Germany wants to contribute less to the EU war chest – media

Berlin is seeking to reduce the amount it gives to the European Peace Facility (EPF), used to bankroll the Ukrainian war

Germany is seeking to reduce its share in the so-called European Peace Facility (EPF), a €20 billion EU fund, which the bloc has been using almost exclusively to prop up Kiev in the ongoing conflict with Moscow, The Telegraph reported on Friday.

According to a confidential non-binding paper obtained by the newspaper, Berlin argues that the EPF must consider the lavish military aid Germany provided to Ukraine on its own.

“Military support for Ukraine can be provided either through financial contributions to the Ukraine envelope in the EPF or as direct deliveries of military equipment to Ukraine,” Germany argued, adding that “in kind contributions” must be “fully credited against a member state’s agreed contributions to the Ukraine envelope.”

Germany, which remains the largest economy in the bloc, contributes around a quarter to the EU’s war chest, The Telegraph noted. Should the country move forward with its apparent intent to reimburse the aid it had sent to Kiev from the fund, the EPF would be destined to get thinned out. Last month, Berlin pledged to double its military aid to Kiev next year, signing off a major €8 billion package.

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Thus far, the EPF war chest has provided some €4.5 billion worth of military hardware and equipment to Kiev, as well as mustered around 34,000 Ukrainian service members. The fund was established shortly before the hostilities between Moscow and Kiev broke out, with a proclaimed goal to reimburse the bloc’s members to send arms and equipment overseas and finance foreign militaries directly. However, the EPF has been used almost exclusively to pump Ukraine with weaponry.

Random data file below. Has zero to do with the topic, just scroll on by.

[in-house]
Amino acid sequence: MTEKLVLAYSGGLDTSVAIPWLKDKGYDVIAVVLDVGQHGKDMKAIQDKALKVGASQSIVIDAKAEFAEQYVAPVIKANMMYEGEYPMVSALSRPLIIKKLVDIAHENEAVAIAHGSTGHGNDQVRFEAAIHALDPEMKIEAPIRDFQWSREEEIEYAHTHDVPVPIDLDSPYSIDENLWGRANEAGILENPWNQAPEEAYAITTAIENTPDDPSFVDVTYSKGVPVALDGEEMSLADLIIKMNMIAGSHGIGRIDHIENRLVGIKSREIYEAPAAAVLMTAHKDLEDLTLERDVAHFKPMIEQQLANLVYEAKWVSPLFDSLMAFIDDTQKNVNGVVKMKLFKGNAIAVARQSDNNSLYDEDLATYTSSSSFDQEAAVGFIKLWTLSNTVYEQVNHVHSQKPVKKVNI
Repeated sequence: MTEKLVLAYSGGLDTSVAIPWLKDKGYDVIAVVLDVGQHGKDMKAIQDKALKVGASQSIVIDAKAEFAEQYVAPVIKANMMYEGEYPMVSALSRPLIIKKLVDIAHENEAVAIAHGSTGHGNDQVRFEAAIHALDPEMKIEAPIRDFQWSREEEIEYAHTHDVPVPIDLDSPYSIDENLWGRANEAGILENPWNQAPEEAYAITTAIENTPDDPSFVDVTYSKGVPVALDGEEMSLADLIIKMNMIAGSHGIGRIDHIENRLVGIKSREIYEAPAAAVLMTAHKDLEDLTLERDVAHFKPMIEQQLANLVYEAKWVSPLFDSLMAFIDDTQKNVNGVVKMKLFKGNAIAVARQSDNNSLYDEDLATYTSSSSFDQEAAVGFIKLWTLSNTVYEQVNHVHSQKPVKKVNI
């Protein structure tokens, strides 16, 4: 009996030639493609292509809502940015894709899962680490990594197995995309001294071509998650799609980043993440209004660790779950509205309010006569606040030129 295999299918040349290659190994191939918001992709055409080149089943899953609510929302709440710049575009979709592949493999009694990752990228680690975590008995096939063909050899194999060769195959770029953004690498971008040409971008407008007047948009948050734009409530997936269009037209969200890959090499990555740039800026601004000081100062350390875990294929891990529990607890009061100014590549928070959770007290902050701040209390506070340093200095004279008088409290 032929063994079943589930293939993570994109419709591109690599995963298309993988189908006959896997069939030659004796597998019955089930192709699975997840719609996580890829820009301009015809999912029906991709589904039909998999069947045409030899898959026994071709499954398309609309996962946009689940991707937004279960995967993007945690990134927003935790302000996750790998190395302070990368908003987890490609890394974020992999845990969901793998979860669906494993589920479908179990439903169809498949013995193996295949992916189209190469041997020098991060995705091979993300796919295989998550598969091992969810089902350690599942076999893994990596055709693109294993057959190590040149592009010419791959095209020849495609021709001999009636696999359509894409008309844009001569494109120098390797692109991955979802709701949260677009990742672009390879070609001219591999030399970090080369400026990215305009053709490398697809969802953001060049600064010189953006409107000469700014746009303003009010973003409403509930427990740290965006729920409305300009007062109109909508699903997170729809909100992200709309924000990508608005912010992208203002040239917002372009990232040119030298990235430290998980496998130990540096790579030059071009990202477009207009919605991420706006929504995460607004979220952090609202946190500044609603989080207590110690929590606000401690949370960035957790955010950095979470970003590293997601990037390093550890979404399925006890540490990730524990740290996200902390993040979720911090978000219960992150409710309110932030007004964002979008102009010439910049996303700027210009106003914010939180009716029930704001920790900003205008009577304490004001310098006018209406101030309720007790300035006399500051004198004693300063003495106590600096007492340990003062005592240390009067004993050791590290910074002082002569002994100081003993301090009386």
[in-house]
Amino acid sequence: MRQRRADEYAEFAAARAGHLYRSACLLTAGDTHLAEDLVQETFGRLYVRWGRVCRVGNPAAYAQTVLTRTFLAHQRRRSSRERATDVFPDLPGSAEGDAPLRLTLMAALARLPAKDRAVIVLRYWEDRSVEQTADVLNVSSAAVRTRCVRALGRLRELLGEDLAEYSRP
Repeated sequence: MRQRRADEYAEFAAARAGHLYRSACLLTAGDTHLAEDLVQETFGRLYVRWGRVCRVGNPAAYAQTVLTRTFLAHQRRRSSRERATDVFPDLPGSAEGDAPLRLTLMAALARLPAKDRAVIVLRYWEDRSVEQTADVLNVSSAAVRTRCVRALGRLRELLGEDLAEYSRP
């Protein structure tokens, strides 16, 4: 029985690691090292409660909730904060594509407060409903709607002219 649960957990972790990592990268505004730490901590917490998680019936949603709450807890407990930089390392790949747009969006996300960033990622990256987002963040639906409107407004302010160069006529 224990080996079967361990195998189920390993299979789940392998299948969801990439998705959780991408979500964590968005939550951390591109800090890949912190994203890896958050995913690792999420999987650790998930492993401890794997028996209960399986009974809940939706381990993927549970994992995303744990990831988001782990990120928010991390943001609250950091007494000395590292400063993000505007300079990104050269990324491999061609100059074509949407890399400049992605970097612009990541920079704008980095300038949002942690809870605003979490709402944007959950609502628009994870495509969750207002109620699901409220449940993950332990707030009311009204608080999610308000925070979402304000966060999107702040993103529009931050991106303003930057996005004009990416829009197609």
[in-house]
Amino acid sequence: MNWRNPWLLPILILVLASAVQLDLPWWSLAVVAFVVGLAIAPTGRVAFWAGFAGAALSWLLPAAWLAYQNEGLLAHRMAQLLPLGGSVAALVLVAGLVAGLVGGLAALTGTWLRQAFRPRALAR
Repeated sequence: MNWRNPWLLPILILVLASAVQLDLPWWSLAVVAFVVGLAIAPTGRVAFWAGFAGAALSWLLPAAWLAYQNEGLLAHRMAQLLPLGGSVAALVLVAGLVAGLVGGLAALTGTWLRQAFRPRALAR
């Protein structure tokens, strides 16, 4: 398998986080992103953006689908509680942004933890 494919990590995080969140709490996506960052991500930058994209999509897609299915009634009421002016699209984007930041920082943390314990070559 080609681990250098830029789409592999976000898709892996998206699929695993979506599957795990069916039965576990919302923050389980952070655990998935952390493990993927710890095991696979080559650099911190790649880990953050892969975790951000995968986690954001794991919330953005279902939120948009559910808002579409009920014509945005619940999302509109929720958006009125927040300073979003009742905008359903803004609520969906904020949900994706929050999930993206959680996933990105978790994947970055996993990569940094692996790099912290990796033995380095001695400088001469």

According to The Telegraph, the use of war chests has also been criticized by another major EU country – France. In a separate confidential document the newspaper had obtained, Paris argued that the EPF should halt the flow of weapons from member states’ stockpiles to foreign militaries and focus its effort on “common procurement” of military hardware from European arms manufacturers instead.

Thus far, only Hungary has been openly critical of the EPF and its use to prop up Kiev, repeatedly blocking attempts to allocate additional money from the war chest to Ukraine. Budapest has cited Kiev’s hostile actions against the country, such as designating one of its major banks a “war sponsor,” as well as criticized the EU’s position, arguing that the bloc’s commitment to arming Ukraine has made it unable to broker peace.

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